Patient and public involvement

There was no patient or public involvement in the design of this trial.

Ethics and dissemination


Trial nursing and medical staff will identify eligible children whose primary caregivers will then be approached to begin the process of discussing the trial and the written, translated, information sheet (see online supplementary material) in the most appropriate language. The consent process will include honest discussions of risks and benefits of the interventions, the concept of randomisation and the purpose and intended use of samples collected, which is an important issue in this trial as the primary endpoints are all laboratory biomarkers. The consent process will continue throughout the trial, but all parents/guardians will sign to record that they have given informed consent to their child’s participation, before any study procedures commence. Parents of children who cannot read will have the information sheet read out to them in the presence of family members before consent is accepted and recorded using a thumbprint. We have pioneered the use of participant visits to laboratories to facilitate valid consent.37 This opportunity will be afforded to these parents and guardians. At least 24 hours will be available for consideration of consent; in practice, 2 to 3 days is the norm in Zambia and Zimbabwe because mothers/carers usually need to discuss enrolment with other family members. The window of time available for recruitment at and after transition allows for this consultation process.

Dissemination of results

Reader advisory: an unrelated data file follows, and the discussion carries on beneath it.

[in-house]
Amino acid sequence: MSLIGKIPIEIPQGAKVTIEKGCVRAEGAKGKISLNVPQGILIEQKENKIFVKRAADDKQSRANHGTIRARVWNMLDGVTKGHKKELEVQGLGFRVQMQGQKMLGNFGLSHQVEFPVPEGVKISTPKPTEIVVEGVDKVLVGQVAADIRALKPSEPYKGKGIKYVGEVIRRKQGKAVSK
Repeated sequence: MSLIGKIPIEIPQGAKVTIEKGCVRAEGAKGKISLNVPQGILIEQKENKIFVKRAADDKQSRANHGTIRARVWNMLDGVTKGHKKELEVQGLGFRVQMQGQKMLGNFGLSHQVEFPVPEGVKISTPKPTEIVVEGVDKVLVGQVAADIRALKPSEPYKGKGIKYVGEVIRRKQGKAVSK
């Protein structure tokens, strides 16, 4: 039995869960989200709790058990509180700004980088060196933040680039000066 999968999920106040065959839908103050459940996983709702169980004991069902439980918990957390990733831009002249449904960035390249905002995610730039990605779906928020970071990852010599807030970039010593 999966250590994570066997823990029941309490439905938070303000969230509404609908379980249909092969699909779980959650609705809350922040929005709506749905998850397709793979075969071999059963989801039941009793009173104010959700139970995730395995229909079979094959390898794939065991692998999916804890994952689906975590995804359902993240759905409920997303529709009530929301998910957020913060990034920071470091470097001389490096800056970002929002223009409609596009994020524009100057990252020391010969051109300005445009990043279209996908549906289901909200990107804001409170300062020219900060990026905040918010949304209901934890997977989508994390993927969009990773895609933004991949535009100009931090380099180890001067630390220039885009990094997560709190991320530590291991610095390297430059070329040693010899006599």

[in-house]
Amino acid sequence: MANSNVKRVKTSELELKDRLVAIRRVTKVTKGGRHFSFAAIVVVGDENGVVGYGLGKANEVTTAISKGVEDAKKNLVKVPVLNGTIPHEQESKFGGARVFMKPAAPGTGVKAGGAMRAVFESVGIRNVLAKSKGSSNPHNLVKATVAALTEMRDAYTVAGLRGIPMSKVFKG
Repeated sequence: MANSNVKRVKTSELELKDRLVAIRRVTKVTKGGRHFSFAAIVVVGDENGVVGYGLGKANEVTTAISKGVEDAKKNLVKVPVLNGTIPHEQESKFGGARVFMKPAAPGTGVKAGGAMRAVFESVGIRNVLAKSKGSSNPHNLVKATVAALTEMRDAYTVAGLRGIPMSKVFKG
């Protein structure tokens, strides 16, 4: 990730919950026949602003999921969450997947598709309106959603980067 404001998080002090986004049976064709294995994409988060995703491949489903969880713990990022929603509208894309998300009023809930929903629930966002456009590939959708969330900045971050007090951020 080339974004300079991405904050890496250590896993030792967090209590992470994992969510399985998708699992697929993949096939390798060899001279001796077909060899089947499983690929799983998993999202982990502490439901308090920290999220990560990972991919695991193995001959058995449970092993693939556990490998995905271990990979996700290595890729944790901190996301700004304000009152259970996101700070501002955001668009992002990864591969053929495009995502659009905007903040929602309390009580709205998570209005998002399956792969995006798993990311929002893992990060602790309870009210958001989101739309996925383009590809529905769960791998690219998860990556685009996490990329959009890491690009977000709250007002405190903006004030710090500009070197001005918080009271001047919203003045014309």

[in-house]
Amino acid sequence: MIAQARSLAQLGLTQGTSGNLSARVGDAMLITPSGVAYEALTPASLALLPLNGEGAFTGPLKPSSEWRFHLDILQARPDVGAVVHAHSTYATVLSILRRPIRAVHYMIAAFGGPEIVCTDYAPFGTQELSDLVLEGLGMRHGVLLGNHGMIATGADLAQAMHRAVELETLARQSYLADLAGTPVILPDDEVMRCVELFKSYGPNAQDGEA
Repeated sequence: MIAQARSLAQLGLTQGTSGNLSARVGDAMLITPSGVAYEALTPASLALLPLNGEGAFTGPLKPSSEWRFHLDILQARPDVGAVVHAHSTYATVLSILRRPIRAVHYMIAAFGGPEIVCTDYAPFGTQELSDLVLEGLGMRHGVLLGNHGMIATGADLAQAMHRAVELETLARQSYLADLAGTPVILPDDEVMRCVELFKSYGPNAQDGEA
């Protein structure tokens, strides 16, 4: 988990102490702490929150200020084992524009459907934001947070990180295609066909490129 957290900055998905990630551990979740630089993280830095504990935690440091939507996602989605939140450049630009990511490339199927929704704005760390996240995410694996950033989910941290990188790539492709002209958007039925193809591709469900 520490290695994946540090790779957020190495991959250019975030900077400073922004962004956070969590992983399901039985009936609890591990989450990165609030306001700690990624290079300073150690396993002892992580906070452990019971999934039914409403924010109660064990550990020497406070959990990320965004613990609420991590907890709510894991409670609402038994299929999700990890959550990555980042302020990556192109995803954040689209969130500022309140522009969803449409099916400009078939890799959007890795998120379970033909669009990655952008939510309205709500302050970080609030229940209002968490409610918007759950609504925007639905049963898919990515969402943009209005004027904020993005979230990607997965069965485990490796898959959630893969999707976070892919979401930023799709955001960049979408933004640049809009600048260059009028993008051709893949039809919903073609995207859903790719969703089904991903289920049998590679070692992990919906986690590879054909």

Dissemination of results to participants’ families will take place through caregiver results meetings. We will disseminate results within the academic institutions in which the trial will be conducted and to national health research authorities. Trial results will be published following Consolidated Standards of Reporting Trials guidelines, and participant-level data set made available through a data repository. Improvements in care will ultimately occur through change in evidence-based practice. By collaborating with colleagues on design of a future interventional trial based on our results, and by sharing specimens with other research groups, we intend to push forward the research agenda for children with SAM.38 We will also use this trial as an opportunity to increase awareness in the UK of the complexity of malnutrition. The Centre of the Cell ( at Queen Mary University of London is a unique, state-of-the-art science education centre with extensive experience of translating complex medical research into innovative science communication tools. We are currently working with Centre of the Cell to develop a game to explain the causes of undernutrition, including the role of the gut in nutrition, with endoscopy footage, animations and interactive gameplay . The game will be reformatted for tablets for use in Harare and Lusaka. The production of multiple formats of the tool will facilitate adults and children in the UK and Africa to access this resource and learn about current research on SAM.